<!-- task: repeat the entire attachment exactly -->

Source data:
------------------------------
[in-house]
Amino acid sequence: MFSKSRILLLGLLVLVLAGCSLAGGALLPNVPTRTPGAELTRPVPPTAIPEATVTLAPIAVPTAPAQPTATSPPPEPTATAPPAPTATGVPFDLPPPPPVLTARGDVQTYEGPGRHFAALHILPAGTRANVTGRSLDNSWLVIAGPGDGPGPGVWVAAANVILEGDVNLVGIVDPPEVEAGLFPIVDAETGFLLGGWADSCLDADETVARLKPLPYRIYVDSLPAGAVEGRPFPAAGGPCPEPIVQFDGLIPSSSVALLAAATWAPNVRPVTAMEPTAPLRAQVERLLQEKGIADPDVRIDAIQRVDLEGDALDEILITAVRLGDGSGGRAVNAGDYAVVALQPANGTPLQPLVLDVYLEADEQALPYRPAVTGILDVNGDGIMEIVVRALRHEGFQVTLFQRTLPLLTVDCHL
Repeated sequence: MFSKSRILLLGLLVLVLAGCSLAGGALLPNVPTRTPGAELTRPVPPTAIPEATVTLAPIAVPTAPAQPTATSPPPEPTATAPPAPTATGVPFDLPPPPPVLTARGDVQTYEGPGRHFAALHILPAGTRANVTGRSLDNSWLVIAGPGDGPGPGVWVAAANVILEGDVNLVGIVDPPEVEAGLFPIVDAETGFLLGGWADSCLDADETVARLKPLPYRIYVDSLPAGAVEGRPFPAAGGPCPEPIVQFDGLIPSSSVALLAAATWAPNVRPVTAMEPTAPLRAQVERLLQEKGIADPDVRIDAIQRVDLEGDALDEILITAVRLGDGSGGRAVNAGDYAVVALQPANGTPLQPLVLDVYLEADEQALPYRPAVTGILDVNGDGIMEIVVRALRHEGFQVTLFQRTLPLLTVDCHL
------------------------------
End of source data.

[in-house]
Amino acid sequence: MFSKSRILLLGLLVLVLAGCSLAGGALLPNVPTRTPGAELTRPVPPTAIPEATVTLAPIAVPTAPAQPTATSPPPEPTATAPPAPTATGVPFDLPPPPPVLTARGDVQTYEGPGRHFAALHILPAGTRANVTGRSLDNSWLVIAGPGDGPGPGVWVAAANVILEGDVNLVGIVDPPEVEAGLFPIVDAETGFLLGGWADSCLDADETVARLKPLPYRIYVDSLPAGAVEGRPFPAAGGPCPEPIVQFDGLIPSSSVALLAAATWAPNVRPVTAMEPTAPLRAQVERLLQEKGIADPDVRIDAIQRVDLEGDALDEILITAVRLGDGSGGRAVNAGDYAVVALQPANGTPLQPLVLDVYLEADEQALPYRPAVTGILDVNGDGIMEIVVRALRHEGFQVTLFQRTLPLLTVDCHL
Repeated sequence: MFSKSRILLLGLLVLVLAGCSLAGGALLPNVPTRTPGAELTRPVPPTAIPEATVTLAPIAVPTAPAQPTATSPPPEPTATAPPAPTATGVPFDLPPPPPVLTARGDVQTYEGPGRHFAALHILPAGTRANVTGRSLDNSWLVIAGPGDGPGPGVWVAAANVILEGDVNLVGIVDPPEVEAGLFPIVDAETGFLLGGWADSCLDADETVARLKPLPYRIYVDSLPAGAVEGRPFPAAGGPCPEPIVQFDGLIPSSSVALLAAATWAPNVRPVTAMEPTAPLRAQVERLLQEKGIADPDVRIDAIQRVDLEGDALDEILITAVRLGDGSGGRAVNAGDYAVVALQPANGTPLQPLVLDVYLEADEQALPYRPAVTGILDVNGDGIMEIVVRALRHEGFQVTLFQRTLPLLTVDCHL